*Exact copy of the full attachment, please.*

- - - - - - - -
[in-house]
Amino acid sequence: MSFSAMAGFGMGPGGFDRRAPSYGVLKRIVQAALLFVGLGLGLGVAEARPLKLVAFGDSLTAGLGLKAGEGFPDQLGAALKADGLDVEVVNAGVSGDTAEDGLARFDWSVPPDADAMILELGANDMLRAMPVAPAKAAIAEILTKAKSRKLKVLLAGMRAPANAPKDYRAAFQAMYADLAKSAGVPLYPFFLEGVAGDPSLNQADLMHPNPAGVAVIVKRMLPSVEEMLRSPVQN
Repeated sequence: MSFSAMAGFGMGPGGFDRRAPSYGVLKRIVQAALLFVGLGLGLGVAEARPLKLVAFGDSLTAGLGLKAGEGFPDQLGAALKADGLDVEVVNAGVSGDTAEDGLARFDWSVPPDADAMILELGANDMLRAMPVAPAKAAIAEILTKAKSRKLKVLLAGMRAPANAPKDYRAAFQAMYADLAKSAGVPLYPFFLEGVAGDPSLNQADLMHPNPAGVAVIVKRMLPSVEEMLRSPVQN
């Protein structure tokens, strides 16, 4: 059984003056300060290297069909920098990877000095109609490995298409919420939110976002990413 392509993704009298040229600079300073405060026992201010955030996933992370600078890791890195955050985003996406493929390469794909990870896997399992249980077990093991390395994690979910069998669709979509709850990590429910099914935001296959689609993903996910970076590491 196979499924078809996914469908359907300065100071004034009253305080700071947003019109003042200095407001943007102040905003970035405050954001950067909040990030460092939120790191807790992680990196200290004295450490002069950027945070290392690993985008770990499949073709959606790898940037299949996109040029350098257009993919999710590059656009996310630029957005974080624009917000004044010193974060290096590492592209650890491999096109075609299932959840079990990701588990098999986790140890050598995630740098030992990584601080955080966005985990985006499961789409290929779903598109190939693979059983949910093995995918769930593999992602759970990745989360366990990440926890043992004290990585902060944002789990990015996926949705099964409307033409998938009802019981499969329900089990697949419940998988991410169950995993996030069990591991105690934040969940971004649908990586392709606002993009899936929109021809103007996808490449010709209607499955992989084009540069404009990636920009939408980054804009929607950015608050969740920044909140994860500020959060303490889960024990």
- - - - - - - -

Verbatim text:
[in-house]
Amino acid sequence: MSFSAMAGFGMGPGGFDRRAPSYGVLKRIVQAALLFVGLGLGLGVAEARPLKLVAFGDSLTAGLGLKAGEGFPDQLGAALKADGLDVEVVNAGVSGDTAEDGLARFDWSVPPDADAMILELGANDMLRAMPVAPAKAAIAEILTKAKSRKLKVLLAGMRAPANAPKDYRAAFQAMYADLAKSAGVPLYPFFLEGVAGDPSLNQADLMHPNPAGVAVIVKRMLPSVEEMLRSPVQN
Repeated sequence: MSFSAMAGFGMGPGGFDRRAPSYGVLKRIVQAALLFVGLGLGLGVAEARPLKLVAFGDSLTAGLGLKAGEGFPDQLGAALKADGLDVEVVNAGVSGDTAEDGLARFDWSVPPDADAMILELGANDMLRAMPVAPAKAAIAEILTKAKSRKLKVLLAGMRAPANAPKDYRAAFQAMYADLAKSAGVPLYPFFLEGVAGDPSLNQADLMHPNPAGVAVIVKRMLPSVEEMLRSPVQN
């Protein structure tokens, strides 16, 4: 059984003056300060290297069909920098990877000095109609490995298409919420939110976002990413 392509993704009298040229600079300073405060026992201010955030996933992370600078890791890195955050985003996406493929390469794909990870896997399992249980077990093991390395994690979910069998669709979509709850990590429910099914935001296959689609993903996910970076590491 196979499924078809996914469908359907300065100071004034009253305080700071947003019109003042200095407001943007102040905003970035405050954001950067909040990030460092939120790191807790992680990196200290004295450490002069950027945070290392690993985008770990499949073709959606790898940037299949996109040029350098257009993919999710590059656009996310630029957005974080624009917000004044010193974060290096590492592209650890491999096109075609299932959840079990990701588990098999986790140890050598995630740098030992990584601080955080966005985990985006499961789409290929779903598109190939693979059983949910093995995918769930593999992602759970990745989360366990990440926890043992004290990585902060944002789990990015996926949705099964409307033409998938009802019981499969329900089990697949419940998988991410169950995993996030069990591991105690934040969940971004649908990586392709606002993009899936929109021809103007996808490449010709209607499955992989084009540069404009990636920009939408980054804009929607950015608050969740920044909140994860500020959060303490889960024990």